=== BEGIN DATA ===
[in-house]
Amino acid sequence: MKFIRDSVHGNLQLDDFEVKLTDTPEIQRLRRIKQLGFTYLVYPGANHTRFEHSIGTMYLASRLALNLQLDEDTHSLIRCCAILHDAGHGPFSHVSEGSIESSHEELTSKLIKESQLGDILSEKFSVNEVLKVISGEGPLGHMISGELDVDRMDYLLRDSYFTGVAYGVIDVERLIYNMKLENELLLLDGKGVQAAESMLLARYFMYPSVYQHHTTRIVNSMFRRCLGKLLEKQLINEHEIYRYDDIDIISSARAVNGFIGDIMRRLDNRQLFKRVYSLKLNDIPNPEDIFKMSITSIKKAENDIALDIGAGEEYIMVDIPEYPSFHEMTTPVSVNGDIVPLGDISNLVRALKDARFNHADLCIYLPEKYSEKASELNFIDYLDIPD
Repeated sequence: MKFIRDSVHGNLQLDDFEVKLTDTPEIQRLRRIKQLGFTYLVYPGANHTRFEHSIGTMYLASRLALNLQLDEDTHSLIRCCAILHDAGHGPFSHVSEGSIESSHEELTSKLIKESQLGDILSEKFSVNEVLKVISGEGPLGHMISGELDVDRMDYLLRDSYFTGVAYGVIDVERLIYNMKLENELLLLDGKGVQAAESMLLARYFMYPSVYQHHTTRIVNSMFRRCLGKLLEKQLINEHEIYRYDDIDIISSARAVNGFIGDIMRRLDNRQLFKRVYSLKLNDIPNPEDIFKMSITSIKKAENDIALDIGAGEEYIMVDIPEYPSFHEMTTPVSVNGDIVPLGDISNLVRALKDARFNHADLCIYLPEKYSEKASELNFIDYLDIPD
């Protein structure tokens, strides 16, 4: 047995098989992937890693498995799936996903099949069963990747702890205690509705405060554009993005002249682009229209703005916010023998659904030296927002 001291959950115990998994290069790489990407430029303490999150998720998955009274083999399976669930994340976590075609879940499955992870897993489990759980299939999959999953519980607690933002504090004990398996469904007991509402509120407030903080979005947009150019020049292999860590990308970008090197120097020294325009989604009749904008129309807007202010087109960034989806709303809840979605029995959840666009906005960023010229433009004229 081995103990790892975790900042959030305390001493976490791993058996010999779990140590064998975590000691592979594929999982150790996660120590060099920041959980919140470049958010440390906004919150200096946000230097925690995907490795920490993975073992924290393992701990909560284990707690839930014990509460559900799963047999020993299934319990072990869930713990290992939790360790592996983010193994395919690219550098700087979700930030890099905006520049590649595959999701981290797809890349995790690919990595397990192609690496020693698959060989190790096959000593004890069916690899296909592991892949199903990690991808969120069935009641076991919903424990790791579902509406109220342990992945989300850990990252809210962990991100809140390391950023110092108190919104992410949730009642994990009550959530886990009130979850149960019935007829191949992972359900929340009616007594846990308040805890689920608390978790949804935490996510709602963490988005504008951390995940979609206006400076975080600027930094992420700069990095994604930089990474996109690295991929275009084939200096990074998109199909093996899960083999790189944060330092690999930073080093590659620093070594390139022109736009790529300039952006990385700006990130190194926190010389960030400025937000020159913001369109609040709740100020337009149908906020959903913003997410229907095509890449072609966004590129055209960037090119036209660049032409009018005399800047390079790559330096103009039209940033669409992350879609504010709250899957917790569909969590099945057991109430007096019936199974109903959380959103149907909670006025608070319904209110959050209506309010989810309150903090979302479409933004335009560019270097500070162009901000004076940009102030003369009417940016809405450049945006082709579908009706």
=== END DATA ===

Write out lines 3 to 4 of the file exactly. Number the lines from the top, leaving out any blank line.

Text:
Repeated sequence: MKFIRDSVHGNLQLDDFEVKLTDTPEIQRLRRIKQLGFTYLVYPGANHTRFEHSIGTMYLASRLALNLQLDEDTHSLIRCCAILHDAGHGPFSHVSEGSIESSHEELTSKLIKESQLGDILSEKFSVNEVLKVISGEGPLGHMISGELDVDRMDYLLRDSYFTGVAYGVIDVERLIYNMKLENELLLLDGKGVQAAESMLLARYFMYPSVYQHHTTRIVNSMFRRCLGKLLEKQLINEHEIYRYDDIDIISSARAVNGFIGDIMRRLDNRQLFKRVYSLKLNDIPNPEDIFKMSITSIKKAENDIALDIGAGEEYIMVDIPEYPSFHEMTTPVSVNGDIVPLGDISNLVRALKDARFNHADLCIYLPEKYSEKASELNFIDYLDIPD
């Protein structure tokens, strides 16, 4: 047995098989992937890693498995799936996903099949069963990747702890205690509705405060554009993005002249682009229209703005916010023998659904030296927002 001291959950115990998994290069790489990407430029303490999150998720998955009274083999399976669930994340976590075609879940499955992870897993489990759980299939999959999953519980607690933002504090004990398996469904007991509402509120407030903080979005947009150019020049292999860590990308970008090197120097020294325009989604009749904008129309807007202010087109960034989806709303809840979605029995959840666009906005960023010229433009004229 081995103990790892975790900042959030305390001493976490791993058996010999779990140590064998975590000691592979594929999982150790996660120590060099920041959980919140470049958010440390906004919150200096946000230097925690995907490795920490993975073992924290393992701990909560284990707690839930014990509460559900799963047999020993299934319990072990869930713990290992939790360790592996983010193994395919690219550098700087979700930030890099905006520049590649595959999701981290797809890349995790690919990595397990192609690496020693698959060989190790096959000593004890069916690899296909592991892949199903990690991808969120069935009641076991919903424990790791579902509406109220342990992945989300850990990252809210962990991100809140390391950023110092108190919104992410949730009642994990009550959530886990009130979850149960019935007829191949992972359900929340009616007594846990308040805890689920608390978790949804935490996510709602963490988005504008951390995940979609206006400076975080600027930094992420700069990095994604930089990474996109690295991929275009084939200096990074998109199909093996899960083999790189944060330092690999930073080093590659620093070594390139022109736009790529300039952006990385700006990130190194926190010389960030400025937000020159913001369109609040709740100020337009149908906020959903913003997410229907095509890449072609966004590129055209960037090119036209660049032409009018005399800047390079790559330096103009039209940033669409992350879609504010709250899957917790569909969590099945057991109430007096019936199974109903959380959103149907909670006025608070319904209110959050209506309010989810309150903090979302479409933004335009560019270097500070162009901000004076940009102030003369009417940016809405450049945006082709579908009706």